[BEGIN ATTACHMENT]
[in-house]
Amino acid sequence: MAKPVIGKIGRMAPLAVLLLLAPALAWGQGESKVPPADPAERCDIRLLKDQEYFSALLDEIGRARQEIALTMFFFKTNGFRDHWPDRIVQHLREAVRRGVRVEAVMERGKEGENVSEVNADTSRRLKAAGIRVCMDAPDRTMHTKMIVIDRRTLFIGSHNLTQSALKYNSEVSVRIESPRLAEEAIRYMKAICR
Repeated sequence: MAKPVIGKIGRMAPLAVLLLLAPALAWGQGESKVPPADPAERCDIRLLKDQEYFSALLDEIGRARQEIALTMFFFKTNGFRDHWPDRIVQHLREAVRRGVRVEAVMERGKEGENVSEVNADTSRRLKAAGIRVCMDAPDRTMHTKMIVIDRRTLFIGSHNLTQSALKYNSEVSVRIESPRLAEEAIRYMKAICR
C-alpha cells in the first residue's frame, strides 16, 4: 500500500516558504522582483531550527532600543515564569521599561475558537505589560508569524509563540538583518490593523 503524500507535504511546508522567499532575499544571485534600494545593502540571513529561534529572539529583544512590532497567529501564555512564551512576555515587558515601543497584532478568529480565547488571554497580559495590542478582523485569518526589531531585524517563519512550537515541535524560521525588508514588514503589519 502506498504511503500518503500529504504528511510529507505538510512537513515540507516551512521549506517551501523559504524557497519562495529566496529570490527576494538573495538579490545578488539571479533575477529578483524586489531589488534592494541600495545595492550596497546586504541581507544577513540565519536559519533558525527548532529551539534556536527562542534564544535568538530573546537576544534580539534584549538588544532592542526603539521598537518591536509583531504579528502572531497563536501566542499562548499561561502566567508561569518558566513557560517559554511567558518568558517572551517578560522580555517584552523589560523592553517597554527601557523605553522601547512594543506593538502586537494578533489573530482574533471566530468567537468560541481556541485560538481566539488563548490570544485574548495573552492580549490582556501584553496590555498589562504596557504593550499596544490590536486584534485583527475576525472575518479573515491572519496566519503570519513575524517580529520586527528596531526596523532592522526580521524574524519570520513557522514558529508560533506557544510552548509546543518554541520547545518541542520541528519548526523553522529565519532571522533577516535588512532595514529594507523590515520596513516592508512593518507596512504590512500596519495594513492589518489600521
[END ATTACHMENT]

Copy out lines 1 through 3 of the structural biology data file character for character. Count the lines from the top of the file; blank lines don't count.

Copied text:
[in-house]
Amino acid sequence: MAKPVIGKIGRMAPLAVLLLLAPALAWGQGESKVPPADPAERCDIRLLKDQEYFSALLDEIGRARQEIALTMFFFKTNGFRDHWPDRIVQHLREAVRRGVRVEAVMERGKEGENVSEVNADTSRRLKAAGIRVCMDAPDRTMHTKMIVIDRRTLFIGSHNLTQSALKYNSEVSVRIESPRLAEEAIRYMKAICR
Repeated sequence: MAKPVIGKIGRMAPLAVLLLLAPALAWGQGESKVPPADPAERCDIRLLKDQEYFSALLDEIGRARQEIALTMFFFKTNGFRDHWPDRIVQHLREAVRRGVRVEAVMERGKEGENVSEVNADTSRRLKAAGIRVCMDAPDRTMHTKMIVIDRRTLFIGSHNLTQSALKYNSEVSVRIESPRLAEEAIRYMKAICR